“Today, we are also announcing the introduction of the Non-Oil FX Rebate Scheme, a special local currency rebate scheme for non-oil exporters of semi finished and finished produce who show verifiable evidence of exports proceeds repatriation sold directly into the I & E window to boost liquidity in the market. Analogous to the Naira4Dollar Scheme, which has helped boost remittances from only $6 million per week to over $100 million per week, we shall establish the modalities for granting a rebate for each dollar that non-oil exports proceeds that an exporter sells into the market, for the benefit of other FX users and not for funding its own operations. Although this rebate programe is with immediate effect, the detailed guideline of this scheme will be communicated next week. Our plan is to graduate the percentage of the rebate depending on the level of value addition into the product being exported.
“In recognition of the perennial problems of port congestion cited by exporters as a major impediment to improved operations and foreign exchange earnings, we have designed a third anchor of the RT200 Programme, which is the construction/establishment of a Dedicated Non-Oil Export Terminal.
“According to the African Centre for Supply Chain Practitioners, Nigeria loses about US$14.2 billion annually due to congestion at our ports. Paraphrasing from an article by the Financial Times in December 2020, the congestion has become so bad that while it costs US$3,500 to ship a 40-feet container from China to Lagos, which is a distance of 22,000 kilometers, it costs US$4,000 to move the same container from the port to mainland Lagos, a distance of only 12 kilometres. During our stakeholder engagements with various segments of exporters, we heard several heartbreaking accounts of how containers spent several months in the ports just waiting to be shipped, resulting in loss of perishable goods or well-established foreign customers.
“If we are to reach our goal of US$200 billion in non-oil exports, then we can neither ignore nor wish away this problem. We must confront it head-on and provide a solution. That is why we are today throwing a challenge to all State Governments that have existing ports and are willing to partner with the Bankers Committee to establish not only a dedicated export terminal but also the entire ecosystem of world-class infrastructure needed for non-oil exports. Over the next three months, the Bankers Committee will be collecting and analyzing detailed proposals from interested State Governments in order to decide which one we can partner with. The Bankers Committee will be arranging a significant part of the financing that will be needed for this port while the selected State Government will have responsibilities that will be spelt out in due course.
“We believe that this dedicated port will be capable of creating over 100,000 direct and indirect jobs and would provide a huge boost to our quest for significant improvement in non-oil export earnings in Nigeria. Let me emphasize that under this arrangement, loans to companies wishing to expand or build new plants that will generate verifiable export proceeds for the economy shall remain at 5 percent per annum for 10 years loans inclusive of 2 years moratorium.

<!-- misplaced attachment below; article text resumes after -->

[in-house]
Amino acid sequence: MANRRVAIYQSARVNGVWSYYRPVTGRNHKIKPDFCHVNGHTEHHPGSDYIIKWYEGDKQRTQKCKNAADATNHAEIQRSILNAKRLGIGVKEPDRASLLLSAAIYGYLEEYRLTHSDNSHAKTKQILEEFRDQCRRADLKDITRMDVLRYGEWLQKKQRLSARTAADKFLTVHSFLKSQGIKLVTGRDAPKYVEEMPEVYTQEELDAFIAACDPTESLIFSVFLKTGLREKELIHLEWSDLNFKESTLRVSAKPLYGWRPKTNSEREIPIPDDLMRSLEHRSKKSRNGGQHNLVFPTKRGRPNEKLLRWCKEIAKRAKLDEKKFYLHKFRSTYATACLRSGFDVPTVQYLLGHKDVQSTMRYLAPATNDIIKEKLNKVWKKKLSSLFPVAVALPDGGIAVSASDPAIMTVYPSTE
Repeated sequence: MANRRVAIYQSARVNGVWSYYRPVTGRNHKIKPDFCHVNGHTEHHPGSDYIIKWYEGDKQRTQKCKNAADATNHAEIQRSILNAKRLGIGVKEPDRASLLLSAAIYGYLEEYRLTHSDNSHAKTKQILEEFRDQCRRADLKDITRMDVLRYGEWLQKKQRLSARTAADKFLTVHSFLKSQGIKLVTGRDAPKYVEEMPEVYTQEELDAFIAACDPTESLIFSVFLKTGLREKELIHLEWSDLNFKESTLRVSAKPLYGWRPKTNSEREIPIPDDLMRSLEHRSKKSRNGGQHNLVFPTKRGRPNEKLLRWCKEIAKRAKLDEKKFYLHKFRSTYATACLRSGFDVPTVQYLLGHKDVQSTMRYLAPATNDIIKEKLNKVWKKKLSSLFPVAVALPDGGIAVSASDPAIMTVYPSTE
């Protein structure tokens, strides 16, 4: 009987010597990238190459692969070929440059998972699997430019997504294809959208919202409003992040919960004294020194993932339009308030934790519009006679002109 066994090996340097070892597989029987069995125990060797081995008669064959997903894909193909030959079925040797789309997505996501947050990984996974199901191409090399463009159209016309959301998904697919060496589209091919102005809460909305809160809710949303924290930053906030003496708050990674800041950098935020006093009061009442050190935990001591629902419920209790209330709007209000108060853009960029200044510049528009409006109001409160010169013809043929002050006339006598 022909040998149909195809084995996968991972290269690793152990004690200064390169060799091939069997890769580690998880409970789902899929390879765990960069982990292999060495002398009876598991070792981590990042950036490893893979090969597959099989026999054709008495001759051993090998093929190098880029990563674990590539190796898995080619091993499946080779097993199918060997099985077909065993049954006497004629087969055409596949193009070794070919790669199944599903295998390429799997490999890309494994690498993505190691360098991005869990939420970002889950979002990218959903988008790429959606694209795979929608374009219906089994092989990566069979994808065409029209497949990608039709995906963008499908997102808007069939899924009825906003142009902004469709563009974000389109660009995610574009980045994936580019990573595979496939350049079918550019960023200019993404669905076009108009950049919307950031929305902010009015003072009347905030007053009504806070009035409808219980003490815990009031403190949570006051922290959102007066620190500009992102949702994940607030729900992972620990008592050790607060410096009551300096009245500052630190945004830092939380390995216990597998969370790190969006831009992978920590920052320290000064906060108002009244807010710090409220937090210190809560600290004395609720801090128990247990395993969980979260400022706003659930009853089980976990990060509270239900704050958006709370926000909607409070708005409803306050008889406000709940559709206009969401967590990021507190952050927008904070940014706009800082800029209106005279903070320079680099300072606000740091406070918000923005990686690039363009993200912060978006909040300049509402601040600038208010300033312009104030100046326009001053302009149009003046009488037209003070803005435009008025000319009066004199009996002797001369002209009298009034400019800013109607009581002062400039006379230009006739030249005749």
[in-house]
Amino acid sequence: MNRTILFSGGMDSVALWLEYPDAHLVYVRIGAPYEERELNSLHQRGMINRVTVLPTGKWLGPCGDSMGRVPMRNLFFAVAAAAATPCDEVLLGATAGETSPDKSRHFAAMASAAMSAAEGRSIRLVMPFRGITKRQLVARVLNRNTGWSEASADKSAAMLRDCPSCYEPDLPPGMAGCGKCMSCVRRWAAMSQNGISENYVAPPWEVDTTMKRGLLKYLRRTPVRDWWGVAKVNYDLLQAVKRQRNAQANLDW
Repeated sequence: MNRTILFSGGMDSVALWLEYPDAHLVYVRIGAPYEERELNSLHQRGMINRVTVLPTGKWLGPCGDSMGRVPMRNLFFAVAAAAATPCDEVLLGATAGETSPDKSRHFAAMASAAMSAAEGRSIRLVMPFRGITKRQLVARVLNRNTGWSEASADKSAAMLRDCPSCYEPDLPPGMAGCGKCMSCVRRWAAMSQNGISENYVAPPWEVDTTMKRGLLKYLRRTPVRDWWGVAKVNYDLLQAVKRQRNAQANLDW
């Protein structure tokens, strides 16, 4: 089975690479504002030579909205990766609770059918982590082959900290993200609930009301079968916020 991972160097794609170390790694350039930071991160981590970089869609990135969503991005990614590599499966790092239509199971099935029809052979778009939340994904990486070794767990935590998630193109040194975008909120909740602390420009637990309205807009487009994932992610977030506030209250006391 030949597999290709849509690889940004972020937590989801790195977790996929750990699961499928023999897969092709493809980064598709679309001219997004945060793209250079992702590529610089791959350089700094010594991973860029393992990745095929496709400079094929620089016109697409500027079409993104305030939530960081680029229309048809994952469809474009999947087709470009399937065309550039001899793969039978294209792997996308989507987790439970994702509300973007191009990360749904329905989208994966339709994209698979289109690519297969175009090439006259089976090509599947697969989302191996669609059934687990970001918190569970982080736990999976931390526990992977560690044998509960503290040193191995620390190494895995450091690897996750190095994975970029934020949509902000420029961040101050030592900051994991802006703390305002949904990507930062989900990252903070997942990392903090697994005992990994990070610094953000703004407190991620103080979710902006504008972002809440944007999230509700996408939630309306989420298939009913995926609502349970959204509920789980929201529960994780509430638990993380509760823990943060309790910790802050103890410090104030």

“In recognition of the lessons we have learnt from our rounds of consultation with non-oil exporters, we believe that a more formal, predetermined and regular forum will be necessary to discuss the issues, challenges and opportunities in this segment of the economy. That is why today we are announcing the introduction of a Biannual Non-Oil Export Summit, the first of which would be organized during the first week of April 2022. This Summit will bring together all the relevant stakeholders in the export business including bankers, customs officials, the Nigerian Ports Authority, the Nigerian Export Promotion Council, clearing agents, cargo airlines, shipping lines, logistics companies, insurance practitioners, etc. This gathering will be one where for every complain, problem, issue, challenge or difficulty that is presented or identified, there will be one or several agencies or practitioners that can articulate options for solving that problem. I believe that the ideas harnessed from such summits would be invaluable in helping us reach our ultimate goal of US$200 billion in non-oil exports per annum.”
Emefiele noted that though the goals may appear unattainable to some, he has full confidence that they can be achieved, noting that many countries that are much less endowed than Nigeria are doing it.
“Consider for example that agriculture exports alone from the Netherlands was about US$120 billion last year. Yet, Netherlands has a land mass of about 42,000 square kilometers, which is much smaller that the land mass of Niger State alone, at over 76,000 square kilometers.”
The CBN governor, however, pointed out that the RT200 Programme is not intended to be a silver bullet to all our problems in the export segment of the economy. Rather it is a first step meant to ensure that the CBN is better able to carry out its mandate in an effective and efficient manner, which guarantees preservation of our scarce commonwealth, and the stability of our national currency, the Naira.”
He emphasized that It is only by boosting productive and earning capacity of the economy that we can truly preserve the long-term value of our currency, as well as the stability of our exchange rate.